I always wondered why that was the case. Knowing that the drop in output quality when using the microphone is a physical limitation of the Bluetooth standards used by AirPods and other similar headsets, how talk to Siri had been implemented on AirPods without disrupting audio quality had always been a bit of a mystery to me, but I never put much thought or effort into figuring that out.

As part of my work developing AirBuddy, I'm constantly testing various aspects of AirPods and other Apple and Beats headsets in order to develop new features, troubleshoot issues, or just learn more about how these devices work under the hood.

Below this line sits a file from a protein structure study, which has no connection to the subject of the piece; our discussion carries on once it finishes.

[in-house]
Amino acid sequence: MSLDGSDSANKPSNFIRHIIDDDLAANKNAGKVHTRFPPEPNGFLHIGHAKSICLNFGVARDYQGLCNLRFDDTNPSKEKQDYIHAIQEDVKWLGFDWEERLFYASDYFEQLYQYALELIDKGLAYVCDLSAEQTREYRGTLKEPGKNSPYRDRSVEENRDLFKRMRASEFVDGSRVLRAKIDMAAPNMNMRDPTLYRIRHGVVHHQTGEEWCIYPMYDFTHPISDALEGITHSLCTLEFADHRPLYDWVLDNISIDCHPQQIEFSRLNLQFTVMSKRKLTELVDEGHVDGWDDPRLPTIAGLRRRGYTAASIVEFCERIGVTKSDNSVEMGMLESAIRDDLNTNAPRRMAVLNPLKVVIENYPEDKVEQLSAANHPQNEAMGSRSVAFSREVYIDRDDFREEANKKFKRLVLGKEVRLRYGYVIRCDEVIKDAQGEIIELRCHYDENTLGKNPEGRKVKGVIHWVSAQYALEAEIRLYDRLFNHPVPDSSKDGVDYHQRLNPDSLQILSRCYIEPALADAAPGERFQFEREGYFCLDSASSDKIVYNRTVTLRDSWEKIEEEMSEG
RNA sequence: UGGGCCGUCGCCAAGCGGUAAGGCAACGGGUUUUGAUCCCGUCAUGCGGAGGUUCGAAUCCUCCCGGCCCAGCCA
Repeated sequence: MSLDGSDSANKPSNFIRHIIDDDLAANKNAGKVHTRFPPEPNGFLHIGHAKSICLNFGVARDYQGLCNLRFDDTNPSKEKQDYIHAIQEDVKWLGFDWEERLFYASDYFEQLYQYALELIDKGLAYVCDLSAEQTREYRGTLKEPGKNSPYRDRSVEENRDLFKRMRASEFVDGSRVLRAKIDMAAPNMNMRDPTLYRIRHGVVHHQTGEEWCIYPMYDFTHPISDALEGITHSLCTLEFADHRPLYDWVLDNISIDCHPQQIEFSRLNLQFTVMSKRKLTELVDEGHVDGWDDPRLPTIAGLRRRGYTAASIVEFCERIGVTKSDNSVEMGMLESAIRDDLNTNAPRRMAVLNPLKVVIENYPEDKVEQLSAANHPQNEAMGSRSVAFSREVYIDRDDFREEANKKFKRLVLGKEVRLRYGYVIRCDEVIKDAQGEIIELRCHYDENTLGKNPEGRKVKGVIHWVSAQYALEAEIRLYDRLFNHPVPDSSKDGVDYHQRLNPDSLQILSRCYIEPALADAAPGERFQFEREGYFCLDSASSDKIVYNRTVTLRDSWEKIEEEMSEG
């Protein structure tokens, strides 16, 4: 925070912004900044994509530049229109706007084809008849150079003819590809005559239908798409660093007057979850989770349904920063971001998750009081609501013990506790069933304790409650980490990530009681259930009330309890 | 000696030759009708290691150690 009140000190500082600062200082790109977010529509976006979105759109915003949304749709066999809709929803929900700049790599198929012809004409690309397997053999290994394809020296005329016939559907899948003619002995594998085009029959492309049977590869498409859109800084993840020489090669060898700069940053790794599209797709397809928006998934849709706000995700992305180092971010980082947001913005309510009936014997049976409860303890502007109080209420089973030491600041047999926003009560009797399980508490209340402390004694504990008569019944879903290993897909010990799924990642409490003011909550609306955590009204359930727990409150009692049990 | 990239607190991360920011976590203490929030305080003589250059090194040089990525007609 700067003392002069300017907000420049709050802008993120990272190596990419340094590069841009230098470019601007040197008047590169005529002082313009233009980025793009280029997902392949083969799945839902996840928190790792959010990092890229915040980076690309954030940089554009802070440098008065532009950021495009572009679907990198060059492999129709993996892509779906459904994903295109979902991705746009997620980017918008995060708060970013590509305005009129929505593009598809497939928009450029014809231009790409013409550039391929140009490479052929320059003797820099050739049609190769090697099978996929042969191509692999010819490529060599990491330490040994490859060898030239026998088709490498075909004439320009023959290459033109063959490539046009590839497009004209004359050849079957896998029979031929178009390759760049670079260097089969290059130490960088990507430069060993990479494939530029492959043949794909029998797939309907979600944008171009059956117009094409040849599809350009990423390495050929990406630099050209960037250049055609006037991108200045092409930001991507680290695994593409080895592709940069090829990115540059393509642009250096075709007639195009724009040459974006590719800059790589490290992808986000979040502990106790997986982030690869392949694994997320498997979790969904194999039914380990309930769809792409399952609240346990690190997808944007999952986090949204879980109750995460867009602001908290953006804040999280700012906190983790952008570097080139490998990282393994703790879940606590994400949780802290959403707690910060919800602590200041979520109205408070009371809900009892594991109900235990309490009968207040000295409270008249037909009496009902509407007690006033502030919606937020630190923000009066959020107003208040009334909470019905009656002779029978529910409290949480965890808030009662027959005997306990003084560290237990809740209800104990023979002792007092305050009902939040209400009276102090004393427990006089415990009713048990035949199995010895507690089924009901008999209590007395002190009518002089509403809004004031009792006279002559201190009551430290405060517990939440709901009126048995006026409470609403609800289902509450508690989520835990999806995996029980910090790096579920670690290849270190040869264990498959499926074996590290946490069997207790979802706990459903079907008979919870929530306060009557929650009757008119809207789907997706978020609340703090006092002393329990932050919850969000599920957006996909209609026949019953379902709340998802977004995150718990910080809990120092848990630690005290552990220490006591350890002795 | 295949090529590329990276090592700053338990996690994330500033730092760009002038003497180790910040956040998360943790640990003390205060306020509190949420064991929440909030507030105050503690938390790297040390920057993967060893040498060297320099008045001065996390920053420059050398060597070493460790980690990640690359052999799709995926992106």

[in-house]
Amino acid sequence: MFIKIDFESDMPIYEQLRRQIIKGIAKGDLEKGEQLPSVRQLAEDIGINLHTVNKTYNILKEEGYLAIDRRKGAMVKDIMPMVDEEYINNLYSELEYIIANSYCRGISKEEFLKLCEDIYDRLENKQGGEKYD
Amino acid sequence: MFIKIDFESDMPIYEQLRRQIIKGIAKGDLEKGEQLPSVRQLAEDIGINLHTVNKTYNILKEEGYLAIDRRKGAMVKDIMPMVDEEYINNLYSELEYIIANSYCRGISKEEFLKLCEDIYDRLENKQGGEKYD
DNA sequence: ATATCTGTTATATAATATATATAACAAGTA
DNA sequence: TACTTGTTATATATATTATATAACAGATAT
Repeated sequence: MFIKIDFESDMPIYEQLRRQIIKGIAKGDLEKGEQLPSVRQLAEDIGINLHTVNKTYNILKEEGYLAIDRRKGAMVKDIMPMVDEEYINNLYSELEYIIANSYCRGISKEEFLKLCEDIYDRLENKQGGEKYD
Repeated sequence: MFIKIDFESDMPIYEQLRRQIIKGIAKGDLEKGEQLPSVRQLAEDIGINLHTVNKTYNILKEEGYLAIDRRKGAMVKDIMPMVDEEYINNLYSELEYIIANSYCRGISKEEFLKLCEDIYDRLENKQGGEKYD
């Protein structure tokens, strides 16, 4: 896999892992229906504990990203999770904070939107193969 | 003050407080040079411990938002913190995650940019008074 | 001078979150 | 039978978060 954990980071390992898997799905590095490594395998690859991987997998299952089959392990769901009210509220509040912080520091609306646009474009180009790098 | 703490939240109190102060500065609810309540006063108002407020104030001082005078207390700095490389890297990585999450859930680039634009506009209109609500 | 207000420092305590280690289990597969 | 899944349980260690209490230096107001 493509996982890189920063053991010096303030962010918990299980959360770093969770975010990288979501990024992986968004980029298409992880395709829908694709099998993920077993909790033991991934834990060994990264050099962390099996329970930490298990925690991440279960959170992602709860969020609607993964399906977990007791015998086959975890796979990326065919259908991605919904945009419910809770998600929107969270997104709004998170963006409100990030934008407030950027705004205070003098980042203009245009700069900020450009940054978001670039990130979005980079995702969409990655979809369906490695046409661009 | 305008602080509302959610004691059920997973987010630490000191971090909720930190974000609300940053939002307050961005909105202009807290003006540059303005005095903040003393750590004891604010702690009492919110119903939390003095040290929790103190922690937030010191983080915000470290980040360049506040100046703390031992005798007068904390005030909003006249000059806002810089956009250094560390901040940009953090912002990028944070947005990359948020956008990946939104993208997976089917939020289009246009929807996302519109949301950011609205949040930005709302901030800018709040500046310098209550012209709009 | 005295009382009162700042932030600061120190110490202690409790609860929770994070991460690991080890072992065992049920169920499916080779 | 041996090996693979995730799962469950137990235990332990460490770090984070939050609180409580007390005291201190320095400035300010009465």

I'm a fan of creating tools that make my job easier, so a while back I wrote a little command-line tool that I call bleutil, which can be used to interact with Bluetooth Low Energy devices on macOS. I use it all the time to debug what's going on with my AirPods by looking at the advertisement packets they're sending out.


While working on a new feature for this tool, which can be used to connect to a Bluetooth LE device and query its GATT¹ database, I decided to add the ability to subscribe to notifications to a service's characteristics using this tool, which would then stream a hexadecimal representation of the values over time to the Terminal window.

¹ If you're not familiar with Bluetooth Low Energy terminology, GATT stands for "Generic Attribute Profile". It's a standard adopted by Bluetooth LE devices that allows them to send data back and forth using services and characteristics. You can think of services as folders on a file system, where each service can have a bunch of characteristics within it, which are like files.